Searching for the Right Words
by Jo Elizabeth Pinto
My seventh grader has a good friend who lives on the next block. The friend forgot a book at our house last week. We went out of town for the holiday weekend, and then my daughter’s friend got herself grounded. So she hasn’t been able to retrieve her book, which my kid told me she’d been reading with great suspense the last time she was at our house.
“Poor girl!” I sympathized. “You should take the book to her. Nobody ought to be left without her book for a whole week.”
My daughter, who isn’t a particularly avid reader, shrugged. “She won’t die or anything.”
“No, but I bet it’s driving her bananas, not knowing what’s going to happen next in the story.”
My daughter let out a dramatic sigh like only a thirteen-year-old can. “Okaaaaay. I’ll take it to her tomorrow. It’s not like I don’t have a subconscious or anything.”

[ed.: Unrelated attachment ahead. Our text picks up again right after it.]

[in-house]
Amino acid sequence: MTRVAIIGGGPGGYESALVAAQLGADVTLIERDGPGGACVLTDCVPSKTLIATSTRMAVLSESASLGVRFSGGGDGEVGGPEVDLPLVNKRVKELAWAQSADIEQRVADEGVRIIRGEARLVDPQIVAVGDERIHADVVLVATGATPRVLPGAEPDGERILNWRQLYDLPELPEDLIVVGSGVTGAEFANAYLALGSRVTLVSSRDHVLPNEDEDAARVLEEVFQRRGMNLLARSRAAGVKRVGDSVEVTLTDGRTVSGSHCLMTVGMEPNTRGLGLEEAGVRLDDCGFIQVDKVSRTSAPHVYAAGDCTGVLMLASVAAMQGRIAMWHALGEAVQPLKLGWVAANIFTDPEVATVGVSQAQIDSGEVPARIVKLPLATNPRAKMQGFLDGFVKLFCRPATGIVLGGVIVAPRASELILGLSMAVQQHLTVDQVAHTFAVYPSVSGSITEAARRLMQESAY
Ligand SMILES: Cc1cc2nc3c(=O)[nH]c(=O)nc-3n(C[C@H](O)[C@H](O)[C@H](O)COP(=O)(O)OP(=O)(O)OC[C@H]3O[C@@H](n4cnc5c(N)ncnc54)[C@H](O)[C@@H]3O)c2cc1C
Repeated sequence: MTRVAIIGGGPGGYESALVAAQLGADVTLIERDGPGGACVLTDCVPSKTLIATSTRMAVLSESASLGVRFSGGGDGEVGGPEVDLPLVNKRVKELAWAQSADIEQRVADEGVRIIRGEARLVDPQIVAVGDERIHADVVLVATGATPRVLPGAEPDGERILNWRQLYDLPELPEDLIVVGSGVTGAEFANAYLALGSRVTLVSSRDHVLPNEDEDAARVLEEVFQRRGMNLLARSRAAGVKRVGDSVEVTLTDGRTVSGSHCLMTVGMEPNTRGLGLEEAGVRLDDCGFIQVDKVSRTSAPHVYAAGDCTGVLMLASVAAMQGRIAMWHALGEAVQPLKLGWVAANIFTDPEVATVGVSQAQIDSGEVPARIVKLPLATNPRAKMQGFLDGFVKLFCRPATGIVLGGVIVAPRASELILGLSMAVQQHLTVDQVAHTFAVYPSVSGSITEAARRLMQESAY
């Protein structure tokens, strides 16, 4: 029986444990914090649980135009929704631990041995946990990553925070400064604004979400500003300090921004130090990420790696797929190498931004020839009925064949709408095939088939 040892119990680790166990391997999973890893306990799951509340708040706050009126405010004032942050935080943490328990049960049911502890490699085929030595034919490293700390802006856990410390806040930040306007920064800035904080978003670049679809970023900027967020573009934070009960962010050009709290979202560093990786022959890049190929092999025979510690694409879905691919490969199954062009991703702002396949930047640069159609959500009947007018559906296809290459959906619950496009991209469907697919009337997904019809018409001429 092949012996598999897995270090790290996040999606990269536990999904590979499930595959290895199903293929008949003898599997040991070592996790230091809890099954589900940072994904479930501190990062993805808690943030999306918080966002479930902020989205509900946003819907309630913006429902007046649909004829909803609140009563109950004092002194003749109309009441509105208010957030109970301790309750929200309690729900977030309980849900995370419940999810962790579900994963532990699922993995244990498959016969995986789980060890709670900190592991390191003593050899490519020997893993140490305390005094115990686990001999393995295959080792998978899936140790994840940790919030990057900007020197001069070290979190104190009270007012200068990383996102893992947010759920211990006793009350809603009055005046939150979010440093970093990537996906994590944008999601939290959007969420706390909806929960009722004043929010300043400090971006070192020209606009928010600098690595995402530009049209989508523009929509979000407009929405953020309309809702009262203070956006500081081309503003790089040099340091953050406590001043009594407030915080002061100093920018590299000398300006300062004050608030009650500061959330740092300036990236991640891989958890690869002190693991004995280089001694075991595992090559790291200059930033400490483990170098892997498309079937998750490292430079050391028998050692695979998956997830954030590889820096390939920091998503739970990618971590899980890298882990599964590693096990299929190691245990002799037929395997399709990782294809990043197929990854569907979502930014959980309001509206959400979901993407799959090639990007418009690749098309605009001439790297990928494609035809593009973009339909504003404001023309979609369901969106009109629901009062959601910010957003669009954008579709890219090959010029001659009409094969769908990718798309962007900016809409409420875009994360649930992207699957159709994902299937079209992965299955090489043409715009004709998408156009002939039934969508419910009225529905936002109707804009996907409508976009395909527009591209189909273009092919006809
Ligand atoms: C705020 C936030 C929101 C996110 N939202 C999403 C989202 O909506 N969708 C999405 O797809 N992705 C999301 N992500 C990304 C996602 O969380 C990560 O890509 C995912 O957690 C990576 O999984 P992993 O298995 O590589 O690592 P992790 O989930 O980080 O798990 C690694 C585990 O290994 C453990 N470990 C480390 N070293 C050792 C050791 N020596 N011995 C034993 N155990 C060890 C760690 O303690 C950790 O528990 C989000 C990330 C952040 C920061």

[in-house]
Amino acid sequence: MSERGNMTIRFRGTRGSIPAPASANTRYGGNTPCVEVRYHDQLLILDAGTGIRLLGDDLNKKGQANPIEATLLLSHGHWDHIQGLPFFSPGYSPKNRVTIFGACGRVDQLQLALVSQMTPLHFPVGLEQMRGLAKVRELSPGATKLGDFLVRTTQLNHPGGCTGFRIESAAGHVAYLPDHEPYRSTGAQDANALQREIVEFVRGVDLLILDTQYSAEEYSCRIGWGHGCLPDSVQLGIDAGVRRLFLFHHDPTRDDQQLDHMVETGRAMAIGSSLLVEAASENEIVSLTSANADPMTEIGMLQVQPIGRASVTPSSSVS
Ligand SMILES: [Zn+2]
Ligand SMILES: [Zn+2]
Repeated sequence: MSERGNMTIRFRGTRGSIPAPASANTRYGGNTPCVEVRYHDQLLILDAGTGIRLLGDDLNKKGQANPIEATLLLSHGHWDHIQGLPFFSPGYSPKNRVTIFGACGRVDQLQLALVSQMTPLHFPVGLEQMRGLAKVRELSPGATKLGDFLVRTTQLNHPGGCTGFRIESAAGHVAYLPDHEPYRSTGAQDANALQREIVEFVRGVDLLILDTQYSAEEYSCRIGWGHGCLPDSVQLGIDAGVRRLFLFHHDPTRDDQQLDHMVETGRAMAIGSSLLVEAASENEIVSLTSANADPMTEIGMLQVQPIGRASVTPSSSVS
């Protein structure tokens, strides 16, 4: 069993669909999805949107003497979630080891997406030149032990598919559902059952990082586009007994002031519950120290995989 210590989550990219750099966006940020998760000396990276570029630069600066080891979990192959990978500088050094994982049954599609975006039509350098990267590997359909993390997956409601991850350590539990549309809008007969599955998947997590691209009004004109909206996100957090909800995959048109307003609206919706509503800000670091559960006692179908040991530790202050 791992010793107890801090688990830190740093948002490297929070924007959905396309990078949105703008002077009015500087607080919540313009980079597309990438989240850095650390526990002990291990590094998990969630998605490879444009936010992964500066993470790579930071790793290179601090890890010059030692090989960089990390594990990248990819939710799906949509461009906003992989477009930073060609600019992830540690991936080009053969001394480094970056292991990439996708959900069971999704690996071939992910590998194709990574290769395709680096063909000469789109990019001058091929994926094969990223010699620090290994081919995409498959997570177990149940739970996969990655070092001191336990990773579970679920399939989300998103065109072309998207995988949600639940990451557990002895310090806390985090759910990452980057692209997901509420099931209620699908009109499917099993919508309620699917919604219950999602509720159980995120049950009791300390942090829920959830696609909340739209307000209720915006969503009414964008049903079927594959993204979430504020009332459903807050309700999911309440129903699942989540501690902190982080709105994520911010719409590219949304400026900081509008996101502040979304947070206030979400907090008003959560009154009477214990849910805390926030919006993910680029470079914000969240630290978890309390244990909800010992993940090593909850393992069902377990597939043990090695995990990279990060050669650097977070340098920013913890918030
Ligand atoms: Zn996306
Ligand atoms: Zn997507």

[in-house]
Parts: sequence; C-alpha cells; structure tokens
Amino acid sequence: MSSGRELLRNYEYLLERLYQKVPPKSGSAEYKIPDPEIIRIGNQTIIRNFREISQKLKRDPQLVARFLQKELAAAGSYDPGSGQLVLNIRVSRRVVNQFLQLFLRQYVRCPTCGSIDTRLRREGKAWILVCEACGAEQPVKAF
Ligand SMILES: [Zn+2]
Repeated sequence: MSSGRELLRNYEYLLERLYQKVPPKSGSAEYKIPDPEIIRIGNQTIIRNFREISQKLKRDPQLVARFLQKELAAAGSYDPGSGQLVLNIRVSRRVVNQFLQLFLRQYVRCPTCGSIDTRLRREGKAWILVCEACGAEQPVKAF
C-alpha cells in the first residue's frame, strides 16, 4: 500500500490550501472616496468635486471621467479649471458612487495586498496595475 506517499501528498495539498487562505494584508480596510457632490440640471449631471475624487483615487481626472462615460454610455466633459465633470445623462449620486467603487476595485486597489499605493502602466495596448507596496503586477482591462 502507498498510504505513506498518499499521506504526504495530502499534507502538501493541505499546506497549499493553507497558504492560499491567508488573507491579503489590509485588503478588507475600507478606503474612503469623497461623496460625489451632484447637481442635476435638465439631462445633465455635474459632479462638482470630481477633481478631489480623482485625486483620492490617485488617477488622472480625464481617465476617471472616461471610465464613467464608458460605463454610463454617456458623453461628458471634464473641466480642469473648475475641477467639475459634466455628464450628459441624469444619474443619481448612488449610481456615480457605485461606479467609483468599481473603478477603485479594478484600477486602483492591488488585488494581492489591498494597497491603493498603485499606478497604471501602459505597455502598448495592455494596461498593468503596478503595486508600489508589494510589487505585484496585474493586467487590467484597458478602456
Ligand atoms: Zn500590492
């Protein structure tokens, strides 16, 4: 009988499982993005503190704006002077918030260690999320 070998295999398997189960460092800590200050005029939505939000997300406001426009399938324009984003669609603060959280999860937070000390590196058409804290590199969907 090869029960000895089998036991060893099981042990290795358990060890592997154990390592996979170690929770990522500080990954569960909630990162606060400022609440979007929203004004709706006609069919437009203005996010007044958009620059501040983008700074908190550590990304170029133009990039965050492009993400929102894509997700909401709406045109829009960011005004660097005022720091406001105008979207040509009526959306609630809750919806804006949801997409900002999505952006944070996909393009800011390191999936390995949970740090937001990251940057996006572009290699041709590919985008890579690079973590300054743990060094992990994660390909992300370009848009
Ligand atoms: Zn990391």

When I could catch my breath, I had to explain to my slightly miffed teenager why I had burst out laughing in spite of my best efforts to keep a straight face.
“I don’t think ‘subconscious’ is the word you’re looking for,” I said, still smiling. “You probably mean ‘conscience,’ don’t you? The thing that tells you right from wrong? Your subconscious is the part of your mind you aren’t aware of.”
I hope my kid eventually develops at least some sense of precision about words. Although her mistake was amusing this time, the way I hear words getting tossed around haphazardly these days by both professionals and casual speakers, with no regard for their proper use, saddens me to no end.
About the Author
Jo Elizabeth Pinto was among the first blind students to integrate the public schools in the 1970’s. In 1992, she received a degree in Human Services from the University of Northern Colorado. While teaching students how to use adaptive technology, she earned a second degree in 2004 from the Metropolitan State College of Denver in Nonprofit Management. She freelances as an editor and a braille proofreader. As an author, Pinto entertains her readers while giving them food for thought. In her fiction, nonfiction, and poetry, she draws on personal experience to illustrate that hope is always an action away. Pinto lives in Colorado with her husband, her preteen daughter, and their pets. Visit her website at https://www.brightsideauthor.com.